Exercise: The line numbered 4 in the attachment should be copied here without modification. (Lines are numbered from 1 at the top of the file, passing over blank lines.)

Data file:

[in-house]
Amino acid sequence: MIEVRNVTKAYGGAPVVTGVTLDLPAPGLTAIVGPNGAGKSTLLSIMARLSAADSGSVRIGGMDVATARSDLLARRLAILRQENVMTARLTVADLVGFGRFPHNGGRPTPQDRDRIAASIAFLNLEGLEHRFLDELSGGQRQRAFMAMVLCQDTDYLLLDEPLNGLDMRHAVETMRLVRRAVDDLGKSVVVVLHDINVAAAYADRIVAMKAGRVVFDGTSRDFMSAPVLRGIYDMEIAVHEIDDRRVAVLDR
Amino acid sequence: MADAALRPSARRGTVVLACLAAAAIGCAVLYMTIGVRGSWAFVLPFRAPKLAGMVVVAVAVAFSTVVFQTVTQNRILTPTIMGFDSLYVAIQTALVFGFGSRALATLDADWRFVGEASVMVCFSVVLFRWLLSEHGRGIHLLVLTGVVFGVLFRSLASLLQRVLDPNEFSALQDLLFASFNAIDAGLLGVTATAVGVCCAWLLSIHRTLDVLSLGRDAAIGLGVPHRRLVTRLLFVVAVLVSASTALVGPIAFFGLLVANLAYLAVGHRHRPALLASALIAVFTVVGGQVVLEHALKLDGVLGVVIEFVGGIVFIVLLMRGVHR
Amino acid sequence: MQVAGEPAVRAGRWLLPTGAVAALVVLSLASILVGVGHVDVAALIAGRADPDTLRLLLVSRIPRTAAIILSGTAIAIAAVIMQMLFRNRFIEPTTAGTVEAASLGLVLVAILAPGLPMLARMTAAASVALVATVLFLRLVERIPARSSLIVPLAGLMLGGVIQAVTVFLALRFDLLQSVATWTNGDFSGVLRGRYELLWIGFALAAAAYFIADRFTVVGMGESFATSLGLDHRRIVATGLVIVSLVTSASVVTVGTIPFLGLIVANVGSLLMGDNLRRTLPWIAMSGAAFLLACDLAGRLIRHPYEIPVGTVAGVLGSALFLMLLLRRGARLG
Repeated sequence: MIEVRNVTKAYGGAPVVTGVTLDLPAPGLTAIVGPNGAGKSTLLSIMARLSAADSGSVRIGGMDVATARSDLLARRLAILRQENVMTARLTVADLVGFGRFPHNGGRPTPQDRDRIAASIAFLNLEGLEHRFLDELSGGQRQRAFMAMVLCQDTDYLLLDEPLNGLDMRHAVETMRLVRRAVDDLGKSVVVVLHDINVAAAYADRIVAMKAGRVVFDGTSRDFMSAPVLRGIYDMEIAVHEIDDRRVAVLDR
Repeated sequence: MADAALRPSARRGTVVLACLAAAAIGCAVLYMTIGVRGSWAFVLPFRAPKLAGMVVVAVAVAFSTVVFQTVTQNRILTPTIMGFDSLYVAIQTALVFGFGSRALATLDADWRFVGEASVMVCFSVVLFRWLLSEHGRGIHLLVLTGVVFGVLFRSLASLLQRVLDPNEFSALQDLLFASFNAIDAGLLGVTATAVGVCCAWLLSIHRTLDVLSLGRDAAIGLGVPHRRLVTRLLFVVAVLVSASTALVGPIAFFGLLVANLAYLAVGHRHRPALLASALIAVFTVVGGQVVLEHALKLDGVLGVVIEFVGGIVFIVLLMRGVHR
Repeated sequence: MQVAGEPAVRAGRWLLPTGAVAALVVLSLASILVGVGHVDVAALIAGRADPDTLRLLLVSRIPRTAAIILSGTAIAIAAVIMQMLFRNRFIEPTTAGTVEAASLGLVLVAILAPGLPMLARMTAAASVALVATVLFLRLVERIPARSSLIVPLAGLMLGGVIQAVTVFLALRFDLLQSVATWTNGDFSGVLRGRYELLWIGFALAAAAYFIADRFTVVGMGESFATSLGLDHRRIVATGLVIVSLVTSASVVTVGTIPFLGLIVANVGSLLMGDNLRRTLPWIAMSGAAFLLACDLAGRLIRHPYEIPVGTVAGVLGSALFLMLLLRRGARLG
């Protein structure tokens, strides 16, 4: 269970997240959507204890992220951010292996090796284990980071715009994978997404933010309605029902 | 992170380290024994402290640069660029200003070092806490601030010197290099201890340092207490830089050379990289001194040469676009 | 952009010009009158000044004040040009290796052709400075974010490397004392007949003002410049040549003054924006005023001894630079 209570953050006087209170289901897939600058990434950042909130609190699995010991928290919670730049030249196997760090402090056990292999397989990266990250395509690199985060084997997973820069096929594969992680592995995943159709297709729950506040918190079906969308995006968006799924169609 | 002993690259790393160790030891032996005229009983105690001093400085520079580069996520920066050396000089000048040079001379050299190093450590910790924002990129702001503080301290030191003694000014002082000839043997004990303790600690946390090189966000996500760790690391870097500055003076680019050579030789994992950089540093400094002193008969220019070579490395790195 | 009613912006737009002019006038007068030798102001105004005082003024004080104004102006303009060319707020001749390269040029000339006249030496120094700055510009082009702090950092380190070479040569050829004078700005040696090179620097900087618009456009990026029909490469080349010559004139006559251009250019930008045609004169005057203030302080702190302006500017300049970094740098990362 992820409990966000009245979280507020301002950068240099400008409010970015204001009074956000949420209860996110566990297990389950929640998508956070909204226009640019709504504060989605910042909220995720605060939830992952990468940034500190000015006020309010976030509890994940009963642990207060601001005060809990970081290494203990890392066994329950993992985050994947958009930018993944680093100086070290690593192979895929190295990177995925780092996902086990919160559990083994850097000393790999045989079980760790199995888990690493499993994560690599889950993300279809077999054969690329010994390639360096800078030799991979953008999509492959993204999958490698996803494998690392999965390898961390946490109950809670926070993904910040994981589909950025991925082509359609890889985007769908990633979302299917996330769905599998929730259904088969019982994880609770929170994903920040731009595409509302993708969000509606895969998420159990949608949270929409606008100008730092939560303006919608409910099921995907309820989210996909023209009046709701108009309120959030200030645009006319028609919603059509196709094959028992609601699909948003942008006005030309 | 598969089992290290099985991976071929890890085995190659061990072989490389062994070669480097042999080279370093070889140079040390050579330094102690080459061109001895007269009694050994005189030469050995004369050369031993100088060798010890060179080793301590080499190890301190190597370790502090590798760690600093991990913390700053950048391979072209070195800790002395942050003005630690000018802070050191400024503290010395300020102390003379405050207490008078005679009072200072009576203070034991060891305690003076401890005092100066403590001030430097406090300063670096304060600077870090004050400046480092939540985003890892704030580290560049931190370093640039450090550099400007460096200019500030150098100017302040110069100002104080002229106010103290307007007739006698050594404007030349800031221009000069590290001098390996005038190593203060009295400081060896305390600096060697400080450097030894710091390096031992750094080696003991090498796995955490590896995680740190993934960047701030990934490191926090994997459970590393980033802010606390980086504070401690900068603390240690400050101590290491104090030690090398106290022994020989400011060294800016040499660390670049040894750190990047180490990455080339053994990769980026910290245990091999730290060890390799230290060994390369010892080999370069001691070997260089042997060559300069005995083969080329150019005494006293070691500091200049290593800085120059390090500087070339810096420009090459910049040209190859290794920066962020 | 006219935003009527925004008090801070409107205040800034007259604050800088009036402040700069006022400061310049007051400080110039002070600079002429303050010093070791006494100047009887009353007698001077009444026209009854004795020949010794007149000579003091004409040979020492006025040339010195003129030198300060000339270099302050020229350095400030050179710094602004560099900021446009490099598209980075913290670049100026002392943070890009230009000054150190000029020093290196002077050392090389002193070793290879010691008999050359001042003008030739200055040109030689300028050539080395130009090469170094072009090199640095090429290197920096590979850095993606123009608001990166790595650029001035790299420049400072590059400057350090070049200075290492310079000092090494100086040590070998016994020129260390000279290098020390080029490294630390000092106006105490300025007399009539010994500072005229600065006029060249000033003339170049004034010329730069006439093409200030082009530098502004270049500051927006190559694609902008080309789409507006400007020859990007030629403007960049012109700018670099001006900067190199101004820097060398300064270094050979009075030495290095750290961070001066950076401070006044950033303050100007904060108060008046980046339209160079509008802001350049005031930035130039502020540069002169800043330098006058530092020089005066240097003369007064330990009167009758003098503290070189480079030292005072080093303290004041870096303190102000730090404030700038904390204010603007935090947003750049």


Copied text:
Amino acid sequence: MQVAGEPAVRAGRWLLPTGAVAALVVLSLASILVGVGHVDVAALIAGRADPDTLRLLLVSRIPRTAAIILSGTAIAIAAVIMQMLFRNRFIEPTTAGTVEAASLGLVLVAILAPGLPMLARMTAAASVALVATVLFLRLVERIPARSSLIVPLAGLMLGGVIQAVTVFLALRFDLLQSVATWTNGDFSGVLRGRYELLWIGFALAAAAYFIADRFTVVGMGESFATSLGLDHRRIVATGLVIVSLVTSASVVTVGTIPFLGLIVANVGSLLMGDNLRRTLPWIAMSGAAFLLACDLAGRLIRHPYEIPVGTVAGVLGSALFLMLLLRRGARLG